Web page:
Commonly assigned U.S. Pat. Nos. 5,148,266 and 5,148,265, the disclosures of which are hereby incorporated by reference herein, provide substantial solutions to the problem of thermal stresses. Nonetheless, still further improvements would be desirable.
The present invention provides such further improvements.
A microelectronic assembly according to one aspect of the invention includes a microelectronic component having a top surface with a plurality of electrical contacts in a pattern on the top surface. The microelectronic assembly according to this aspect of the invention also includes a plurality of terminals overlying the top surface. Each terminal is connected to at least one contact of the component and is movable with respect to the component. Desirably, each terminal is movable in lateral or horizontal directions parallel to the top surface of the component. Most preferably, each terminal is also vertically displaceable towards the top surface. A compliant layer such as a gel, an elastomer or an adhesive having a low elastic modulus may be disposed between the terminals and the top surface of the microelectronic component to permit movement of the terminals relative to the component. A flexible dielectric film may be on the compliant layer, and the terminals may be secured to the dielectric film and are connected to the contacts by flexible electrically conductive leads.
The microelectronic assembly further includes a plurality of joining units, each including a solid core which is preferably spherical. Each solid core is disposed on one terminal and extends upwardly from such terminal. The assembly also includes a unit bonding material such as a solder. The unit bonding material extends between the terminal and core. Preferably, the unit bonding material is provided as a part of the joining unit, as a coating extending over the solid core. The solder or unit bonding material may define a terminal-side waist at which the horizontal dimensions of the solder are at a minimum. Each terminal-side waist desirably is spaced above its associated terminal.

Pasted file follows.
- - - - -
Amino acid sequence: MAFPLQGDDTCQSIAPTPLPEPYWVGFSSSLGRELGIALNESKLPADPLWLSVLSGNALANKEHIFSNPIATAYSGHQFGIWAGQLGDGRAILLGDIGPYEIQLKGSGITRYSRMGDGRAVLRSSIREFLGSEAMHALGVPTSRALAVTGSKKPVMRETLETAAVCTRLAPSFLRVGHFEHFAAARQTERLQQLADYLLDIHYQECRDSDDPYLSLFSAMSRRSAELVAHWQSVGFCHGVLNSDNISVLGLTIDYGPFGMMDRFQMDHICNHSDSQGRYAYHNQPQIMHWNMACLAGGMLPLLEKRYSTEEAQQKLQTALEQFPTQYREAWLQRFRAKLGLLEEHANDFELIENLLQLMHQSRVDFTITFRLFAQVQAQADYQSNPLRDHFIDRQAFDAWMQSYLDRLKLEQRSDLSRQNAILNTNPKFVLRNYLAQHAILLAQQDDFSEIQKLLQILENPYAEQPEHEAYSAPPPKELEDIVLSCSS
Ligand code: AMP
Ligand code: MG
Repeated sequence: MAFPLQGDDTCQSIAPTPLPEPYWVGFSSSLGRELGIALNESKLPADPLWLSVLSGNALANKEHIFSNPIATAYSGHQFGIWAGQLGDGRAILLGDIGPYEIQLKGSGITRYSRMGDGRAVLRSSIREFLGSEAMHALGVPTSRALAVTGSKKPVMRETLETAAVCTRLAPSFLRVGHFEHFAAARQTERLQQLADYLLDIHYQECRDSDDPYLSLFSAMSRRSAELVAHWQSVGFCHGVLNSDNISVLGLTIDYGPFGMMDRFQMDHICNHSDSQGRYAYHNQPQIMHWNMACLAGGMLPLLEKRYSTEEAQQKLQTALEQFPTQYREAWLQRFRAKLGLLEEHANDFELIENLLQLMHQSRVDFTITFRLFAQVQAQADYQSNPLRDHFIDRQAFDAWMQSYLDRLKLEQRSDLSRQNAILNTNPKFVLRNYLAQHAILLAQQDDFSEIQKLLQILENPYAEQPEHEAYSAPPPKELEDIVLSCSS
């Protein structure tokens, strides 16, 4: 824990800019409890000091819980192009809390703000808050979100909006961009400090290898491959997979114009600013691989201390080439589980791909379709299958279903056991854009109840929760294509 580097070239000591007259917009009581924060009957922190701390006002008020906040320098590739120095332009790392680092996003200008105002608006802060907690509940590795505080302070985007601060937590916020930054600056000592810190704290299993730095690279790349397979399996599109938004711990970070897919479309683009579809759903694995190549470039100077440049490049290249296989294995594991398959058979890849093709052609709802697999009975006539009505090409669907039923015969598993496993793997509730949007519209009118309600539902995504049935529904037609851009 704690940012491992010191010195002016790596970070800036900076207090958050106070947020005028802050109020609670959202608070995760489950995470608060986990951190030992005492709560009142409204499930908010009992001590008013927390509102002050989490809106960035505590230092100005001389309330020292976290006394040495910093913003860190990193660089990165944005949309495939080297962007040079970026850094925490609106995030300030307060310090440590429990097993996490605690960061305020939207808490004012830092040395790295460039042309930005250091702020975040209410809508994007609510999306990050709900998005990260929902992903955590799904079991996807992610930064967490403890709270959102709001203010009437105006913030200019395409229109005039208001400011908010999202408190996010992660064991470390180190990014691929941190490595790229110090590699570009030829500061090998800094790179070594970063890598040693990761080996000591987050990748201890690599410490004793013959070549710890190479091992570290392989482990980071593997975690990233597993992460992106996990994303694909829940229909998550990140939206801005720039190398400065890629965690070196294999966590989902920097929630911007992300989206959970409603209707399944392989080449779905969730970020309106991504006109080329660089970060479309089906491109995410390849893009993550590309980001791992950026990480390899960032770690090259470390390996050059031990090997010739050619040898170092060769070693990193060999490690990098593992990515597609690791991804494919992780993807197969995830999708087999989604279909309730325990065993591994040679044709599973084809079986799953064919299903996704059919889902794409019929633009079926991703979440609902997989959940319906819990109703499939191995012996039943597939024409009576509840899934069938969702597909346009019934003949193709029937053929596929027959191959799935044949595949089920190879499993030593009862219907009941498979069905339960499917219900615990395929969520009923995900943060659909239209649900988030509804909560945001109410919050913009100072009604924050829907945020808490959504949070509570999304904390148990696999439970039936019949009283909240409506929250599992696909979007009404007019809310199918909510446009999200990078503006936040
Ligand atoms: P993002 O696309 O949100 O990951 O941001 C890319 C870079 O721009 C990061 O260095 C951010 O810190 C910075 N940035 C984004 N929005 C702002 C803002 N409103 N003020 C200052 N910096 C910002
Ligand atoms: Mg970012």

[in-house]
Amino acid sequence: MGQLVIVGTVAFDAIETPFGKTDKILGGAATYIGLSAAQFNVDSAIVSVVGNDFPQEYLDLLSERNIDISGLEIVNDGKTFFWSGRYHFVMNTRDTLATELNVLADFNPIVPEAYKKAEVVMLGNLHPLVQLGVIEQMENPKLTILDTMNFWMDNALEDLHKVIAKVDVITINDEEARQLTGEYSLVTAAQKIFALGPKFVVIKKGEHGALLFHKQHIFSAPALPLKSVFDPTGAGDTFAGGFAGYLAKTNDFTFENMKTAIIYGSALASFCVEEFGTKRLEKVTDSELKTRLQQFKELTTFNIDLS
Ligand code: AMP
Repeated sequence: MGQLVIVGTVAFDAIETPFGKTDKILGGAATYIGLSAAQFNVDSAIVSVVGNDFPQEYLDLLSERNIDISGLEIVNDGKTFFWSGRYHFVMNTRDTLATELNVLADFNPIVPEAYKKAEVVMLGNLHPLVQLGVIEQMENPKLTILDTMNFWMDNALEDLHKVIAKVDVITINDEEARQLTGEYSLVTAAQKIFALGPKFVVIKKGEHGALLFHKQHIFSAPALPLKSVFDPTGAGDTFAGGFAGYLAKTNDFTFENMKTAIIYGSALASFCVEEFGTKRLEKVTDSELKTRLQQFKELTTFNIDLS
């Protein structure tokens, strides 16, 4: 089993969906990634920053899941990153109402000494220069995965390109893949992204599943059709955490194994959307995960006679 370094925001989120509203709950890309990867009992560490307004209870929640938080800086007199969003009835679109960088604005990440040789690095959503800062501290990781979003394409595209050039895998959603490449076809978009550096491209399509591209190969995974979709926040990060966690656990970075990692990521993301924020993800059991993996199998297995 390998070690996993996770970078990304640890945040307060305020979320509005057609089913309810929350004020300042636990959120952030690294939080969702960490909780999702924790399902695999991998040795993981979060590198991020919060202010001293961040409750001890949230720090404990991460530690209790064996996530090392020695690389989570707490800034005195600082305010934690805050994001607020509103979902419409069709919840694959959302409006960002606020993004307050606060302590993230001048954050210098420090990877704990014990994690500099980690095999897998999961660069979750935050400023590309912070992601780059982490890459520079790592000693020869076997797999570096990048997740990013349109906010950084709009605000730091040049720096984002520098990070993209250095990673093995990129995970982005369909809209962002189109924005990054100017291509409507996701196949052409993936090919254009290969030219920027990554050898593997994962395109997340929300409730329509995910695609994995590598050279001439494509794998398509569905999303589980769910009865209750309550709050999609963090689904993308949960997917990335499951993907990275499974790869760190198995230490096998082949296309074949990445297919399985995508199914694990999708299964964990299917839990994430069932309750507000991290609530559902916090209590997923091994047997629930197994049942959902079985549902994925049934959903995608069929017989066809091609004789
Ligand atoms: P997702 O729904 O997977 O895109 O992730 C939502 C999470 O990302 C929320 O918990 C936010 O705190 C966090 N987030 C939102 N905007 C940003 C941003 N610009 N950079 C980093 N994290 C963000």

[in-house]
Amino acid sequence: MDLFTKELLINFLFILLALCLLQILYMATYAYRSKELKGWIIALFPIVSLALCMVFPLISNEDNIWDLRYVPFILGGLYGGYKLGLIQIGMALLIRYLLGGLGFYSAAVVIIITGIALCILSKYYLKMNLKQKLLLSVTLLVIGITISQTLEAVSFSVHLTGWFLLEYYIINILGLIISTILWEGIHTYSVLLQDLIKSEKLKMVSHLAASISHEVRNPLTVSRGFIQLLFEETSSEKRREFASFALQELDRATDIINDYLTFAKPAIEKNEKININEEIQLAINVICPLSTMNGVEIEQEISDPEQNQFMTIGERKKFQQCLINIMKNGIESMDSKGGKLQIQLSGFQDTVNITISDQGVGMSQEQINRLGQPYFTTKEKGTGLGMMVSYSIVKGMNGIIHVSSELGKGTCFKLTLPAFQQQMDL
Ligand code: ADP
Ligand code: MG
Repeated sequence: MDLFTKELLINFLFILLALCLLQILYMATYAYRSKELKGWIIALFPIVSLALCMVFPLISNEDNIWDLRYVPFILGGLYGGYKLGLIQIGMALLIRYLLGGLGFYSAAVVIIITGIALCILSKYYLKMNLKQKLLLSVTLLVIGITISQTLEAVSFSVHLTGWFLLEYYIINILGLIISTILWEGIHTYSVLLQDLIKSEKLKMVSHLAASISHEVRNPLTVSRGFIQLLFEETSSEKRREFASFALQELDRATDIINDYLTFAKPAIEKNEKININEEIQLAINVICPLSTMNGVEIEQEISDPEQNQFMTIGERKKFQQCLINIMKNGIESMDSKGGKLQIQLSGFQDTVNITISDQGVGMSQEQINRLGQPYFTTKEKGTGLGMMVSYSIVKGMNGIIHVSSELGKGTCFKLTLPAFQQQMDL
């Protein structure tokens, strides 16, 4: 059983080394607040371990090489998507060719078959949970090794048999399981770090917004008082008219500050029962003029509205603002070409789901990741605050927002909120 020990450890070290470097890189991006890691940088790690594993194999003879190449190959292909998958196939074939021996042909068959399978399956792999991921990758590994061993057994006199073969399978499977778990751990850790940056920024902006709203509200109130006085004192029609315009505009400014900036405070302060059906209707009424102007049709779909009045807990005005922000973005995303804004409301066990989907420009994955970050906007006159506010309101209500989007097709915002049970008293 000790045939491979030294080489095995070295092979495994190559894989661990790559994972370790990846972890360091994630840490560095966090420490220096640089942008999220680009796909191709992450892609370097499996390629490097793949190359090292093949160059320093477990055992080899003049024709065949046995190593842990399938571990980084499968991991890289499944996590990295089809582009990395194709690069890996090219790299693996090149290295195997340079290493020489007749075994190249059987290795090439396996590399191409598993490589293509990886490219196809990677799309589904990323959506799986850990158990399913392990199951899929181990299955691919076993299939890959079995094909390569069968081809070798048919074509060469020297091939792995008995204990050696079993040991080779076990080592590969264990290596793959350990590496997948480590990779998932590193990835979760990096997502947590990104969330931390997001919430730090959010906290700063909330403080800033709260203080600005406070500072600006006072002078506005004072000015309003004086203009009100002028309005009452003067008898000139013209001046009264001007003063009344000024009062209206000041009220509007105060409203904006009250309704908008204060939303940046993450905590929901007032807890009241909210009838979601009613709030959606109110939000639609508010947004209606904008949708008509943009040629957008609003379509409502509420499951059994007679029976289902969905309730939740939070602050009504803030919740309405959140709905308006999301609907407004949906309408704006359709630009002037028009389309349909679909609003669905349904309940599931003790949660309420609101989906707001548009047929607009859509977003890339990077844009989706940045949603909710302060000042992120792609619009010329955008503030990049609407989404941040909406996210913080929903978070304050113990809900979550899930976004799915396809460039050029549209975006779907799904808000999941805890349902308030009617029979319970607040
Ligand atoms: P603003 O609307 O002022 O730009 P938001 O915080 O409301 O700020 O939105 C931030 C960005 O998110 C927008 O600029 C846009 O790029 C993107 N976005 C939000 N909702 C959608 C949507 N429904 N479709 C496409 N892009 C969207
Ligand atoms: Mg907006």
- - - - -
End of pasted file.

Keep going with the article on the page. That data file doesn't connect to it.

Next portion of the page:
Preferred structures according to this aspect of the present invention facilitate connection of the joining units to contact pads on a substrate such as a circuit panel and enable the resulting assembly to resist stresses resulting from differential thermal expansion. The vertical movability of the terminals facilitates engagement of the joining units with the contact pads on the substrate. Even where the microelectronic element and the substrate are distorted or misaligned, the terminals and joining units can be displaced vertically and can conform to the substrate, to bring all of the joining units into engagement with all of the contact pads simultaneously. This can be accomplished without distorting the joining units, the component or the substrate.
Differential thermal expansion and contraction of the microelectronic component and substrate can be accommodated by horizontal movement of the terminals with respect to the contacts on the component. Horizontal forces applied to the solder connections tending to move the terminals relative to contact pads of the substrate are minimized. The compliant layer facilitates horizontal movement of the terminals relative to the component. Where the terminals are disposed on the compliant layer, or on a flexible dielectric layer disposed over the compliant layer, the compliant layer can distort to accommodate the horizontal movement of the terminals. Stated another way, the compliant layer decouples the terminals from the component.